Growth rates will mostly trend lower in Central, East and Southeast Europe in 2019-2021 - WIIW report

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The Vienna Institute for International Economic Studies (WIIW) has published its new economic forecasts for 23 economies in Central, East and Southeast Europe. 

According to the report, the boom experienced by much of the CESEE region in 2017-18 is over, and growth rates will mostly trend lower in the next two or three years.

Although strong wage rises, low interest rates and a generally positive outlook for investment will keep economic activity at reasonably robust levels, the peak of the cycle has passed. A mixture of serious external headwinds and domestic challenges will mean that most of the region’s economies expand more slowly in 2019-21 than in 2016-18”, the report reads.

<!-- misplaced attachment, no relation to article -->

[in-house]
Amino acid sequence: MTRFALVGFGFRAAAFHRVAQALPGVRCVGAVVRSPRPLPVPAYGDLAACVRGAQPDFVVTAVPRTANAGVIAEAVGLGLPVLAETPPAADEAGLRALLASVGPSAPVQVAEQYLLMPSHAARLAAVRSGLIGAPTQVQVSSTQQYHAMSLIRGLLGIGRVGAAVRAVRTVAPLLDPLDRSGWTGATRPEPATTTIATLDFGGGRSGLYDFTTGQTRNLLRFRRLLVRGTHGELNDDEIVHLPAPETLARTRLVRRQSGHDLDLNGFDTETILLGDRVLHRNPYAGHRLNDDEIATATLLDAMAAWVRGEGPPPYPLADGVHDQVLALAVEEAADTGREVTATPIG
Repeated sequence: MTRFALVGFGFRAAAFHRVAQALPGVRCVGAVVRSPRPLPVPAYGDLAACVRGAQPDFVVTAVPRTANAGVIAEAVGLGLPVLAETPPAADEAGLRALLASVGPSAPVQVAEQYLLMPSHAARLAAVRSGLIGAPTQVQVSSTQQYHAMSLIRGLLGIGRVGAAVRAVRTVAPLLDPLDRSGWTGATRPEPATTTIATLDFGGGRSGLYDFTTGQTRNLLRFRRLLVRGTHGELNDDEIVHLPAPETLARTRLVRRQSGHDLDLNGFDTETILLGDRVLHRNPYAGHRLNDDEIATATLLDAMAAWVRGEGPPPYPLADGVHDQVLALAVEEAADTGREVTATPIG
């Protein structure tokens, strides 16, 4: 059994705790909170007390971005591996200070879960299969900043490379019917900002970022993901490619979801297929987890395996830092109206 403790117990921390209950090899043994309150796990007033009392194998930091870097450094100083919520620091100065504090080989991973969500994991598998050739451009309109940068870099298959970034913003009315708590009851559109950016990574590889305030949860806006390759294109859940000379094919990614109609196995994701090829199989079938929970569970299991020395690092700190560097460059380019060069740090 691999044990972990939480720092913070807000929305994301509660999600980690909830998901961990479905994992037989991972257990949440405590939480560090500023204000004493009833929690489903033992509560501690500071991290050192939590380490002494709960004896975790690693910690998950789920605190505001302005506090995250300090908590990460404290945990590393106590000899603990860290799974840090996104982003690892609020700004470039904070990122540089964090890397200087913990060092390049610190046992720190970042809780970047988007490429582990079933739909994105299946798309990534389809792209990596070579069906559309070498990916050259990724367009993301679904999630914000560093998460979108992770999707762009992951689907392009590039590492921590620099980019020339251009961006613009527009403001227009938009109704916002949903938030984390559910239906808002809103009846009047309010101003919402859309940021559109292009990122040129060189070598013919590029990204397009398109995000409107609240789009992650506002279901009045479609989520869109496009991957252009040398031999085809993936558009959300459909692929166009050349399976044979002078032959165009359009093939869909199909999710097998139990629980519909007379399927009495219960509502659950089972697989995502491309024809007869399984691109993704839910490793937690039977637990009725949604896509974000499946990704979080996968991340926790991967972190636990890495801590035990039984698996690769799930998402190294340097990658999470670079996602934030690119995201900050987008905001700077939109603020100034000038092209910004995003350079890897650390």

The fastest-growing economies in 2019-21 will be Kosovo, Albania and Moldova, while the slowest will be Russia, Belarus and Turkey.

Weaker global growth, US protectionism, Brexit and ongoing problems in the Eurozone represent a serious threat to CESEE’s export-reliant economies”, said the WIIW. “The challenges to medium- and long-term growth in CESEE are formidable. Demographic projections indicate a collapse in population that is unprecedented outside times of war and famine. Authoritarianism, state capture and interference in the independence of institutions are all on the rise. Generally low educational standards, levels of network readiness and ICT capabilities (in comparison with Western Europe) could hamstring CESEE’s ability to integrate into a digitalised global economy”, the report concludes.

When it comes to Bosnia and Herzegovina, the Vienna Institute for International Economic Studies forecasts 2.5 percent economic growth in 2019, 2.6 percent in 2020 and 2.7 percent in 2021.